Nov 26, 2019, 05:55AM

A Lot of Parking

America's empty parking lots offer potential for housing.

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If you shop on Black Friday there’s a decent chance the parking lot you’re in won’t be full. Across the United States, there are about 500 million surface-lot parking spaces for the 272.48 million registered vehicles. There are far more parking spots than there are cars—which means there’s a lot of underutilized land throughout the country—in parking lots at malls, strip malls, Walmarts, Targets, hardware stores, as well as in urban parking garages. Why not use the space to allow more Americans to own homes?

Housing is a commodity whose value has greatly outpaced the rate of inflation in the United States; from 1997 to 2006 (the Housing Bubble) average home prices increased by 124 percent, according to The Economist; even though the bubble eventually burst, home prices continue rising. Many young Americans have enormous student loan debt (Americans carry $1.6 trillion of it). Pair that with rising housing costs, unaffordable health care and a birth rate which is already sub-replacement level, and there could be dire consequences for the nation.

Former President George W. Bush attempted to fix this issue at the federal level to increase minority support for the GOP and to help some of his big bank donors. It didn’t work. Fortunately, housing’s an issue that can primarily be addressed at the local level—by relaxing stringent zoning laws. In many communities, zoning is bad not only for businesses, but also those who want affordable places to live, either as buyers or renters. In the Greater Boston Area, the limousine liberals who run many communities have made the minimum lot size to construct a house in parts of their towns at least one acre. In many communities, multi-family housing is not allowed, according to Boston Fair Housing.

There are many cases where the land a house is built on is worth more than the building itself. Putting up barriers like minimum lot sizes and spacing between developments artificially raises housing costs. This makes people buy more than they need and decreases the total number of houses that can be built. Surely, there’s a market for big houses with big lots placed far away from each other. That’s great for those who want it. Conversely, there’s a market for people who don’t need much space, can’t afford it or are willing to suck it up because they want to build equity instead of renting.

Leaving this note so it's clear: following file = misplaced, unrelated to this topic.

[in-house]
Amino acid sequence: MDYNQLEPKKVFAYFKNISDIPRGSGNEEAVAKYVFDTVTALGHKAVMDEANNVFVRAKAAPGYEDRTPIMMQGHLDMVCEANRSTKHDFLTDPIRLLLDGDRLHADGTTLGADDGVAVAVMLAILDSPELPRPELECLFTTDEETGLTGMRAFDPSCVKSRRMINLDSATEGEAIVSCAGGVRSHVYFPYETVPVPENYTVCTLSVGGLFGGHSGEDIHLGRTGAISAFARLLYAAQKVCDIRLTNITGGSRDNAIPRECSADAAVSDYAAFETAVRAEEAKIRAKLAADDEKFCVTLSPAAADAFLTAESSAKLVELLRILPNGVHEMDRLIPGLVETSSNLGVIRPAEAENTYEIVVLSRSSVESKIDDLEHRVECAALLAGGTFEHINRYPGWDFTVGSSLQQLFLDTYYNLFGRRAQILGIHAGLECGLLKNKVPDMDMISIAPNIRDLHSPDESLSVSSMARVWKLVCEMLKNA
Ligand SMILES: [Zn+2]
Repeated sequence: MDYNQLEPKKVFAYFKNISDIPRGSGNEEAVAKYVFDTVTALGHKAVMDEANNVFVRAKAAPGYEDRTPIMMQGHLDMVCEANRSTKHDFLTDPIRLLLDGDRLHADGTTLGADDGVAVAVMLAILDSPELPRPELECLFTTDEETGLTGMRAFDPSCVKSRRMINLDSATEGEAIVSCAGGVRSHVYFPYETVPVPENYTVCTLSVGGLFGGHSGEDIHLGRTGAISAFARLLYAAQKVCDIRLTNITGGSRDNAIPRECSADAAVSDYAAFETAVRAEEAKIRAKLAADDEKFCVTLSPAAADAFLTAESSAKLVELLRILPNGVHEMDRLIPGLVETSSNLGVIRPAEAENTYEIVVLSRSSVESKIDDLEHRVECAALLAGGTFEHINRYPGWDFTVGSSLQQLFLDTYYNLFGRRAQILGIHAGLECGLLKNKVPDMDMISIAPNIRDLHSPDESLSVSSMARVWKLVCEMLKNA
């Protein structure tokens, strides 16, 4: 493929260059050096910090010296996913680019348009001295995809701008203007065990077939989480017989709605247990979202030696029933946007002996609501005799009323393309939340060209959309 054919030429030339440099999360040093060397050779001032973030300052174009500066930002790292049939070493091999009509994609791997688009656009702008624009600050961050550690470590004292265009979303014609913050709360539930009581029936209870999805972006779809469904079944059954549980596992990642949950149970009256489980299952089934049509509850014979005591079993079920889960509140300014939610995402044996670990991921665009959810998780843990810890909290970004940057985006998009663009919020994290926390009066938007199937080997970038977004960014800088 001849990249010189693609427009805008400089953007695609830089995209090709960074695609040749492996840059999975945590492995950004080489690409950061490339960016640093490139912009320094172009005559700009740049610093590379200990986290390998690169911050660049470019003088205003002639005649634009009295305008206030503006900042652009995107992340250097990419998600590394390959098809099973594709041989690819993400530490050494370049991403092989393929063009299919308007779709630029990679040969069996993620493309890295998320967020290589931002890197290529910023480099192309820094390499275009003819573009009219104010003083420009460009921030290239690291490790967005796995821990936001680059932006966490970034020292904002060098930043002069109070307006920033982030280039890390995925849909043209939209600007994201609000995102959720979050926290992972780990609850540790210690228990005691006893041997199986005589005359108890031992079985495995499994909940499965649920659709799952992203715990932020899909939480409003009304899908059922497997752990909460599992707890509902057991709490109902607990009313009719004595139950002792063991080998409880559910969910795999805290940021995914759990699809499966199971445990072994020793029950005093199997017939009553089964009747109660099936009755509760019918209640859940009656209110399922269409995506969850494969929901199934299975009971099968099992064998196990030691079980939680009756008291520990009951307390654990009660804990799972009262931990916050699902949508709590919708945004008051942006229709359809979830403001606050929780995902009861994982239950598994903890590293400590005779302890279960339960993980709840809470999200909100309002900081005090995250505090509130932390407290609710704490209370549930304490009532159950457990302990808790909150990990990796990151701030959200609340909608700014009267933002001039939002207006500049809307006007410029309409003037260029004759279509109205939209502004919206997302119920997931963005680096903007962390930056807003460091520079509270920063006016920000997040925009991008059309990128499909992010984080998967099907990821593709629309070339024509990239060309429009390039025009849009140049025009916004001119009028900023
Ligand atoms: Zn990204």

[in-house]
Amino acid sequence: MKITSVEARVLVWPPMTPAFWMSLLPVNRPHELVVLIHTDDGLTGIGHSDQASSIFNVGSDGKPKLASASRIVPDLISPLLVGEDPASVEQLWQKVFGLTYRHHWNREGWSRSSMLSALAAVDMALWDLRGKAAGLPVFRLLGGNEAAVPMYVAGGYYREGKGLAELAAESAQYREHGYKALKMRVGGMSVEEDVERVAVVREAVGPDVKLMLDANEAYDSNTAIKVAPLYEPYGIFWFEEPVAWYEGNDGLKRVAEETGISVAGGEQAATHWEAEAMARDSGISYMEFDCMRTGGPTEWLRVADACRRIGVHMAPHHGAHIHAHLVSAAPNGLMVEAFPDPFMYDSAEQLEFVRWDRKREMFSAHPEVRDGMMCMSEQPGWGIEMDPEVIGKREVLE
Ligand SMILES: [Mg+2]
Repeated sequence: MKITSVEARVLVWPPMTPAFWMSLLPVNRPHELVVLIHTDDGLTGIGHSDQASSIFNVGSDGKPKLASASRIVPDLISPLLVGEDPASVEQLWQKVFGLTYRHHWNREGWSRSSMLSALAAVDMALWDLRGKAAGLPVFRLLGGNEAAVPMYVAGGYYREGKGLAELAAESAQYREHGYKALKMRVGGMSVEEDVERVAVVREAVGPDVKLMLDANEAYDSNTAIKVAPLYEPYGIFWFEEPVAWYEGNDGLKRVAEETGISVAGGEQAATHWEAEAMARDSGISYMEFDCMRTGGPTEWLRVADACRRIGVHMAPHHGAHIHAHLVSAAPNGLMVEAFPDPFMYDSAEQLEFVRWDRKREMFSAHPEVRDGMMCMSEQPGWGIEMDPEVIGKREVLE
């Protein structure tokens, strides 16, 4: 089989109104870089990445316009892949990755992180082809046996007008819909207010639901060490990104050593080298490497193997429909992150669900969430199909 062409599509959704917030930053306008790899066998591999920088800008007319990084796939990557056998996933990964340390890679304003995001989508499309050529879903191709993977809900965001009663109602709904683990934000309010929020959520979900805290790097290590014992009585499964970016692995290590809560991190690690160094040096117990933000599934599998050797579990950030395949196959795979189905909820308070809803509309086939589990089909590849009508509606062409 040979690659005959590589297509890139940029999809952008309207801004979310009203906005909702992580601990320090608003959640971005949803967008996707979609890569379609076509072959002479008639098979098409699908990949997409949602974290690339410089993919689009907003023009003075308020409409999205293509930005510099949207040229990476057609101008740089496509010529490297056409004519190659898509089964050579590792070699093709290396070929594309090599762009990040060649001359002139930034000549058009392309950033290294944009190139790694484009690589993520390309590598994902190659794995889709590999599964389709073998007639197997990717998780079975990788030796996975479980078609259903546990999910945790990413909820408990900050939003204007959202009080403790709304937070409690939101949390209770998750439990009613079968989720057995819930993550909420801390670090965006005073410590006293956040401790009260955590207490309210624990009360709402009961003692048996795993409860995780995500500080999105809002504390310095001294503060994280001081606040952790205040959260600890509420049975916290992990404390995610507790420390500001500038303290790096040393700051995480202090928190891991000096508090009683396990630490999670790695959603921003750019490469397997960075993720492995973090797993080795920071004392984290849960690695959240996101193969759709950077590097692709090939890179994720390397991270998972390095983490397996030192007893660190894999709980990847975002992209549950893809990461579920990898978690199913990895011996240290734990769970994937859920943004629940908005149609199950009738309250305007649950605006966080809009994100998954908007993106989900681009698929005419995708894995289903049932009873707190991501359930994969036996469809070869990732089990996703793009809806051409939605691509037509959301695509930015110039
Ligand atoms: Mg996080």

These giant underused parking lots offer that potential if developers could build bungalows, manufactured homes (cheaper building costs and good for the domestic manufacturing industry), cottages, tiny houses, or another affordable style packed in together without yards. The average parking space is 180 square feet; the average studio apartment is 500 to 600 square feet; and three parking spaces are 540 square feet.

It would require multi-use zoning in these lots to build housing. Ideally, there would be no minimum space requirement between buildings to maximize efficiency. If that makes NIMBYs mad, too bad. They strangle our country’s GDP with their protectionism. The lots would still have parking spaces for customers and residents to use. The property tax on these cheap houses would be significantly lower than a house with more land; there’s even the idea that housing could be built within parking garages within cities that’s worth exploring. However, with these low-to-the-ground types of housing, there wouldn’t be a need to change height regulations for new building projects.

This wouldn’t be a magic solution to cure the death of shopping malls. Fortune reported in 2017 that 20 to 25 percent of them could close in the next five years. Although not the main intention, the shift in zoning could soften the blow. If those stores are the closest to where someone lives, then the odds of them patronizing the store increase. There’s a reason why Walmart allows RVs to park overnight in its lots. It’s an issue where the limited government crowd should be able to find support in urban communities because they have an opportunity to help the working class cost-effectively; they can find common ground with progressives and populists against the red tape hurting millions of Americans.

It’s also a place where people have an opportunity to make a difference by getting involved with local government by running for office or appealing to their local zoning board instead of letting some weirdly statist townies make up the rules.

  • Maybe it doesn't happen now, but only a few years ago mall parking lots would fill up on Thanksgiving weekends. Somehow the economic balance between carrying extra spaces for the maximum use weekend vs. the loss of possible sales was balanced out by the free market. Which doesn't mean that the balance hasn't changed - there is less store traffic now, and maybe less cars in a few years thanks to ride services. Where I live in Massachusetts I've seen a few strip malls convert to apartments - but it's been by building new, not reusing the existing structures. Cheaper alternatives would be good. I'm not sure if living in a parking garage will work, but I like the thought experiments. Someday a developer will try something that works.

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